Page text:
• Just to check - are they analyses of the same song? – user16 Feb 25 '15 at 1:06
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    There's some weird stuff going on below 100Hz in all those examples - makes me doubt the accuracy of the rest of the data. – Tetsujin Feb 26 '15 at 12:11
  • I think these graphs need to be compared to a plot of frequency response for a typical human ear. – Carl H Feb 27 '15 at 8:36
  • Could you also do a plot for a 192kbps MP3? – Carl H Feb 27 '15 at 8:36
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Unfortunately there seem to have been a large number of informal experiments, with various shortcomings such as using a limited range of source material, focusing on preference without also looking at ability to tell a difference, or making the files listened to available to test subjects (removing some or all of the 'blind' quality from the test) - but relatively few published 'scientific' studies.

Most lossy compression algorithms I know of are based on perceptual coding - a nicely detailed paper describing some of the principles (in the context of the development of PASC, an early technique) is at http://www.minidisc.org/MaskingPaper.html.

A few points from that paper :

  • the ear divides the sounds it receives into frequency bands, called 'critical bands'. Quiet sounds in the critical bands can be 'masked' by other, louder sounds in the same critical band. (this gives the opportunity for data reduction : if we can't hear a quieter sound, we don't need to encode it).

  • "There is no agreement as to the specific number of critical bands active simultaneously. Critical bands and their center frequencies are continuous, as opposed to having strict boundaries at specific frequency locations".

  • we have many more bands in the lower frequency range

  • In general, low sounds mask higher sounds

  • Sometimes a signal can be masked by a sound preceding it, called forward masking, or even by a sound following it, called backward masking

  • The masking threshold of a signal entering in one ear can be raised by a masker entering in the other ear.

  • Spatial location can have a negative effect on masking

Thinking about all those in combination, it's clear that the characteristics of the audio we're encoding are going to have a huge influence on the amount of data we can throw away and still keep the result subjectively indistinguishable from the original (or at least, not subjectively worse). So, even taking account file format and compression algorithm, another huge variable is the song we're encoding.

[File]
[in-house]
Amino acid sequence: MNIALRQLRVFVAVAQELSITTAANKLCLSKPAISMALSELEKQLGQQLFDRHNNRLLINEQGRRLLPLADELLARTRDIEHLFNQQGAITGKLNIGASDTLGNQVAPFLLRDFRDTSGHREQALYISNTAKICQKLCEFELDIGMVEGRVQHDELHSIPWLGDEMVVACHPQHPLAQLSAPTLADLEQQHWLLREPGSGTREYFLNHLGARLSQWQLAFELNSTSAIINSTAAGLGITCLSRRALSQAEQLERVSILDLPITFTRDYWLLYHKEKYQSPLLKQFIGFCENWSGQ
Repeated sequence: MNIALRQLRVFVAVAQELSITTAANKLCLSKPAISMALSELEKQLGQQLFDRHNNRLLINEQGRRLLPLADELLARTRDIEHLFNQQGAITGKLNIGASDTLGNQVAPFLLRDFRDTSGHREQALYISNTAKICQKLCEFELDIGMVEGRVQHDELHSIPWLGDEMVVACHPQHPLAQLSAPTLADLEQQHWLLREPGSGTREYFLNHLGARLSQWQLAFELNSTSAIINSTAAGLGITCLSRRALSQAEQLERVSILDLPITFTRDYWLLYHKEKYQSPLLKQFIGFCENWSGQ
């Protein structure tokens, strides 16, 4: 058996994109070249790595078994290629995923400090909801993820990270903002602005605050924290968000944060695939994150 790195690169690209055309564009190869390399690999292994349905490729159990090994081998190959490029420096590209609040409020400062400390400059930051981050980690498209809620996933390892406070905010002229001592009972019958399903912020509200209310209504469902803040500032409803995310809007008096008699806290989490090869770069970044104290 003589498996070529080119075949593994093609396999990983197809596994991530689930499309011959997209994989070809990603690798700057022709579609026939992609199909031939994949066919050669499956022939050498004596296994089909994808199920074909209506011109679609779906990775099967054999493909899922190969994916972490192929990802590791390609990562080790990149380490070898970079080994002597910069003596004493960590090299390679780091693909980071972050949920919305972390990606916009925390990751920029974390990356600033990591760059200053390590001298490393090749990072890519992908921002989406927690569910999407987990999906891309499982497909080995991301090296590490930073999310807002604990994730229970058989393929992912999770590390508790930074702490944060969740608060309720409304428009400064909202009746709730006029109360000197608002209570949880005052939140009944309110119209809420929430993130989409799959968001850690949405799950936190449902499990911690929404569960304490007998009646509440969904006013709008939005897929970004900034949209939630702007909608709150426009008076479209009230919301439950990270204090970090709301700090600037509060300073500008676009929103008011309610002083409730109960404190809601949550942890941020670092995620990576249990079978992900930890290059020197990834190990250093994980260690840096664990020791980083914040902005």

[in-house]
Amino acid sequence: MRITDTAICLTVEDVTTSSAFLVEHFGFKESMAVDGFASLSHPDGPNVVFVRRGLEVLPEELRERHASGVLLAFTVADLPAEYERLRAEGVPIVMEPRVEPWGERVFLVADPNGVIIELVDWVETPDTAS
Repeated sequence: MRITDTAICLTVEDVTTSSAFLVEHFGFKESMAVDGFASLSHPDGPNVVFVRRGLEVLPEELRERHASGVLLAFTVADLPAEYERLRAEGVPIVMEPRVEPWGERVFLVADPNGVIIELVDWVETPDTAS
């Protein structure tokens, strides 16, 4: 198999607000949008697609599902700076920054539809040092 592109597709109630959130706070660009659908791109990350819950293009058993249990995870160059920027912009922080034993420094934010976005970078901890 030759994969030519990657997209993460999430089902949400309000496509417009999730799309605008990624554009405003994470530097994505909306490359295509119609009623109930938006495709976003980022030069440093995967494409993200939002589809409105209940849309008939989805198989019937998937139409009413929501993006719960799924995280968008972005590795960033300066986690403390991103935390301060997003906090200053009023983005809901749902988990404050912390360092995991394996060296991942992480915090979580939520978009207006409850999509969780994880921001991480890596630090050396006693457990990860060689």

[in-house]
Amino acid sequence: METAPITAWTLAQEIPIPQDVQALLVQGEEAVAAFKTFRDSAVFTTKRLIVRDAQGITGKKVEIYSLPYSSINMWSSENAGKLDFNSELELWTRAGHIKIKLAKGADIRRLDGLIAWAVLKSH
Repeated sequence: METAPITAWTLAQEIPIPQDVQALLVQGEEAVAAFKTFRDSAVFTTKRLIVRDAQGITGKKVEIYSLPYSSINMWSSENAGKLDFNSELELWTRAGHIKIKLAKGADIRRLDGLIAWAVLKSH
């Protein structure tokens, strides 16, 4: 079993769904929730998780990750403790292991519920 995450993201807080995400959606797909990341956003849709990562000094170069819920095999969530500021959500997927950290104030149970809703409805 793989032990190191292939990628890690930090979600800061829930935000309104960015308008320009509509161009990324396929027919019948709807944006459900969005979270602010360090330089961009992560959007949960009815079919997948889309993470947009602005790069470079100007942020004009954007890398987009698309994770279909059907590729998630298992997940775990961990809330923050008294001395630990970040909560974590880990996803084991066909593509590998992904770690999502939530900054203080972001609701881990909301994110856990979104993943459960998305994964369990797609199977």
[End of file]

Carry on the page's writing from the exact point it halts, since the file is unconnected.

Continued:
This means that as a general rule, taking a rough average of the results from the 'unscientific' tests we've read about may give as good an answer to your question as we can hope for without considering a particular song.

For what it's worth, my personal impressions, for music, on average:

  • 128Kbps is usually just about good enough to enjoy the song, but is almost always noticeably worse than the original
  • 192Kbps is always good enough to enjoy the song, and sometimes be indistinguishable from the original (or at least, not subjectively worse).
  • 320 Kbps is close enough that I'm not putting any money on that I can distinguish it from the original in most cases; (but I would bet I can find some particular tracks where I can).

On yet another personal note : I listen to music through playlists, so I'm not usually aware what file format or bitrate I'm listening to. Sometimes I catch a bit of a song and I think "wow, that sounds good!" and I check the file - very often (85% of the time?) it is lossless or 320kbps; just occasionally it's 192. It's never less.

  • Those caveats regarding masking seem very important to factor in. Thinking about it, I would tend to agree that maybe rough results are the best we can get. Thank for the information! – Matthew Read Feb 27 '15 at 1:04
  • @MatthewRead Even knowing something about how it works I do find it amazing how much info can be discarded (compared to the uncompressed file size) and keep things sounding so good. It's impressive stuff. – user16 Feb 27 '15 at 1:25